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Some 235 fatalities involving the virus were registered in the seven days to September 23, the lowest since June. But deaths lag behind cases as it takes time for patients to become seriously ill.
Monitoring by the Office for National Statistics last week showed cases were on the rise in England and Wales though still well below levels seen earlier in the year during the BA.4 and BA.5 Omicron wave.
One in 65 people in private households in England – or 857,400 people – were estimated to have been infected in the week to September 17.
The number of those in hospital with Covid-19 reached 7,024 on September 28, up 37 percent week on week. Patient numbers topped 14,000 in mid-July after which they fell steadily until mid-September.
The autumn booster programme has administered almost five million jabs as the NHS races to maximise protection ahead of a possible “twindemic” of coronavirus and flu this winter.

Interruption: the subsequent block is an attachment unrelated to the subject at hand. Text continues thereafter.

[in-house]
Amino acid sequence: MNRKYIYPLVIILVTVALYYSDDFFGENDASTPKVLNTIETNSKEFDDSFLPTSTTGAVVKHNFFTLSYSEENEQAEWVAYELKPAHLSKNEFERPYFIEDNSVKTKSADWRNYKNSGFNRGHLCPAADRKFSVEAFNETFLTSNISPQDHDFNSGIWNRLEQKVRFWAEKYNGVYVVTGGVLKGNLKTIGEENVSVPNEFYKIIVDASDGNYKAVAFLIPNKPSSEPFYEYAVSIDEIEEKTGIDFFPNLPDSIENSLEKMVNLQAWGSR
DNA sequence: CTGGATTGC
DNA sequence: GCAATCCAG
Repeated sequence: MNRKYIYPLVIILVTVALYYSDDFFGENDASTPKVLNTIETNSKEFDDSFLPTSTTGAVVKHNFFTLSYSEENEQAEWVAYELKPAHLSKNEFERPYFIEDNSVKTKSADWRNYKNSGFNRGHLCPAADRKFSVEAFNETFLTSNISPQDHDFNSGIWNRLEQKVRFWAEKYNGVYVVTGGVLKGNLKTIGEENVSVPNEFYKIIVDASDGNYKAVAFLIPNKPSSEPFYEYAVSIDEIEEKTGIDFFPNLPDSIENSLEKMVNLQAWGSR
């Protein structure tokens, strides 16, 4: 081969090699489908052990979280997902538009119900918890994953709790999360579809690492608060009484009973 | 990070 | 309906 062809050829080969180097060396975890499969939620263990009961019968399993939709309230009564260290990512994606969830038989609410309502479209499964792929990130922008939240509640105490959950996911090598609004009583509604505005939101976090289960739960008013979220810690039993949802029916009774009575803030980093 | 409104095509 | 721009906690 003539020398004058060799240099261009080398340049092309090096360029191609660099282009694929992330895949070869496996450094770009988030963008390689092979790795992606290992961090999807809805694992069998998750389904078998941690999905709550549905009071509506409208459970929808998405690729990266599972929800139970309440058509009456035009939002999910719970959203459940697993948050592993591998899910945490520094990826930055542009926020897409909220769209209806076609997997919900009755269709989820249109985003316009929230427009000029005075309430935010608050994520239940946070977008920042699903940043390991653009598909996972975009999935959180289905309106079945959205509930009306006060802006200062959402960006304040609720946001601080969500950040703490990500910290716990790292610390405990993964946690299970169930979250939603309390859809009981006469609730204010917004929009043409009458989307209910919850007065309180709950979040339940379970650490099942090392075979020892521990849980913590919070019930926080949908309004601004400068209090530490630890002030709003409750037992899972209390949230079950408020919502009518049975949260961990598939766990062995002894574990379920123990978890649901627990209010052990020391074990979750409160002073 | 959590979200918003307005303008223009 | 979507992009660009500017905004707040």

The Covid-19 Public Inquiry opened in London yesterday to investigate the UK’s pandemic preparedness, response to the outbreak and the impact of the virus on patients, the NHS, social care staff and the public.
More than 166,000 people have died within 28 days of a positive Covid test and over 172,000 had the virus mentioned on their death certificate.
Chairwoman Baroness Heather Hallett, a former Court of Appeal judge, said: “One word sums up the pandemic for so many, that is ‘loss’.
“Millions of people suffered loss, including the loss of friends and family, the loss of good health, economic loss, the loss of educational opportunities, and the loss of social interaction.”
“Those who are bereaved lost the most. They lost loved ones and the ability to mourn properly.”
A minute’s silence was held before proceedings. Baroness Hallett, whose probe is expected to last at least a year, added: “My principal aim is to produce recommendations before anotherdisaster strikes.”
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